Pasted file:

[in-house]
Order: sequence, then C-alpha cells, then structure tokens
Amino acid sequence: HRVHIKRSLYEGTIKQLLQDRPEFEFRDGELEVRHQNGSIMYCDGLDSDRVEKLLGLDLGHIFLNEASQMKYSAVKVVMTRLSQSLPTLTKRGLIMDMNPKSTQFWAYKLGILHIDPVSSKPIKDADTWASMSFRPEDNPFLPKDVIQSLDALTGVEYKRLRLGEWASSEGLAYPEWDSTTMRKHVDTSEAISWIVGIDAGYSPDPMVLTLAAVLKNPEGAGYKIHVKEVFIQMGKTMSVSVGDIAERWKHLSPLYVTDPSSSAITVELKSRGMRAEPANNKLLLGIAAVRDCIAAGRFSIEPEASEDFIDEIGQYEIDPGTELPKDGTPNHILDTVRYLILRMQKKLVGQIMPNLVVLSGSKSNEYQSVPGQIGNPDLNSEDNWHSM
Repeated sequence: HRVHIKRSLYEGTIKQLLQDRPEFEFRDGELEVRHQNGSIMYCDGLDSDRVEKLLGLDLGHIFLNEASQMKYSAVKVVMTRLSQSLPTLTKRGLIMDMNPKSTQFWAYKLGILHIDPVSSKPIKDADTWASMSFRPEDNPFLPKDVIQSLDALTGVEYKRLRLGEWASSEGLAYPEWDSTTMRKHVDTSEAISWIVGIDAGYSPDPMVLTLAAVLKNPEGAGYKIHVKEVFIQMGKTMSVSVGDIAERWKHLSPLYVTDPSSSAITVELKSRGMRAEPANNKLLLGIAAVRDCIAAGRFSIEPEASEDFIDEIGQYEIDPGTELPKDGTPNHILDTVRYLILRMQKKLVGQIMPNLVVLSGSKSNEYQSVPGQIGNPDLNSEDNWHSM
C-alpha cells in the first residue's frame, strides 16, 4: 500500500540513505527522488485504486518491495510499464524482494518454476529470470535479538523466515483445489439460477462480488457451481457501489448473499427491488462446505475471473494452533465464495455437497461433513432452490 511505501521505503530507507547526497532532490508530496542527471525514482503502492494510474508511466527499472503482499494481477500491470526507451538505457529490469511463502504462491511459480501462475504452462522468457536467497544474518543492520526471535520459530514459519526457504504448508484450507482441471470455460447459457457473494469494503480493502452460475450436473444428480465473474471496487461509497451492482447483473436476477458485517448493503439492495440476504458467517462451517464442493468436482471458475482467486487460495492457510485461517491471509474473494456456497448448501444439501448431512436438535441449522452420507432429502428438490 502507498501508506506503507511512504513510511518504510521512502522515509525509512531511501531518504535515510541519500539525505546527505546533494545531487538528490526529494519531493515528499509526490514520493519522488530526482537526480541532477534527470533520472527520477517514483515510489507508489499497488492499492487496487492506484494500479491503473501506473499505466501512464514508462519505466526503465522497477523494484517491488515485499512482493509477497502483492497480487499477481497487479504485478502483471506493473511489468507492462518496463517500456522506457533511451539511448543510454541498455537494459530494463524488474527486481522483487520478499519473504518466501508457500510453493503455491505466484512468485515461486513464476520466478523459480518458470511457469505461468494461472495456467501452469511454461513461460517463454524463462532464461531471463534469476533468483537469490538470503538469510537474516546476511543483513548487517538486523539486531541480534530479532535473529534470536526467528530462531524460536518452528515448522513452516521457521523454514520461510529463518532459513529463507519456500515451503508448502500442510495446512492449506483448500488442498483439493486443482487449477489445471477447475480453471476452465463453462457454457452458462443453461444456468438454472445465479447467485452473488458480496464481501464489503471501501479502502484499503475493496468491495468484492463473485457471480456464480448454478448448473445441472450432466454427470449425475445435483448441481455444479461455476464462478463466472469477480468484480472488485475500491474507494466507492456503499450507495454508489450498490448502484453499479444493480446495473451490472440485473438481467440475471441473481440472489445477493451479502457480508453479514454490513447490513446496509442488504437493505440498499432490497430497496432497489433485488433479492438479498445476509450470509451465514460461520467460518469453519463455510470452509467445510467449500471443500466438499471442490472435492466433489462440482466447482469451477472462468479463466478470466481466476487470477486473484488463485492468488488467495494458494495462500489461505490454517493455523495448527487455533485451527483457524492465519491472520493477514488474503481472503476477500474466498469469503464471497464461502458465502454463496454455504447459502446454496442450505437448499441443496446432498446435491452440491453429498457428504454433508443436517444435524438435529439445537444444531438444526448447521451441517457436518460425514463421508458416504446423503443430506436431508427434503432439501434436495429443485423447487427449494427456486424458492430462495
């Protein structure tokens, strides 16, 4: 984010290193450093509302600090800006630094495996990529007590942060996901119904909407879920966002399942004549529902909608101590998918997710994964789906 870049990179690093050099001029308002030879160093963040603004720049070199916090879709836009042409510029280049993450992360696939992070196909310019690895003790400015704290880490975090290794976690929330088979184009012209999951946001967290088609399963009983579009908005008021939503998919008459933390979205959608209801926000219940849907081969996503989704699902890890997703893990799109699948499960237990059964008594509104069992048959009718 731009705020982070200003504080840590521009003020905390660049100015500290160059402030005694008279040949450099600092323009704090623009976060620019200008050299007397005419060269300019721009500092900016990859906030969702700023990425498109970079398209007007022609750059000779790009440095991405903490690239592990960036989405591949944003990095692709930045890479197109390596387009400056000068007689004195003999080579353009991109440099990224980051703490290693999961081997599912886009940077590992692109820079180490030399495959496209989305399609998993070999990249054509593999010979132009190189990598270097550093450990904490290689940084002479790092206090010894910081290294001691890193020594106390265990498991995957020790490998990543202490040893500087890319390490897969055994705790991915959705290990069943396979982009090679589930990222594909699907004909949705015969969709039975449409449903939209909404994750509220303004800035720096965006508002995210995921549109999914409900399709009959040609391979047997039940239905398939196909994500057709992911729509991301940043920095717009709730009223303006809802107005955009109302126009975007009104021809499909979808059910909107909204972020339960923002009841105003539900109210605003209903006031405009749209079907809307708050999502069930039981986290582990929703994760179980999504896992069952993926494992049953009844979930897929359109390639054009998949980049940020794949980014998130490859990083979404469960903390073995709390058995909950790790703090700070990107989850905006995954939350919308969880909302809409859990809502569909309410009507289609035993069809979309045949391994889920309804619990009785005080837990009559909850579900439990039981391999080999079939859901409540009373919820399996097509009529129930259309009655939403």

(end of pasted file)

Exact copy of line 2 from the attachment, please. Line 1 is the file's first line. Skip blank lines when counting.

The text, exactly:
Order: sequence, then C-alpha cells, then structure tokens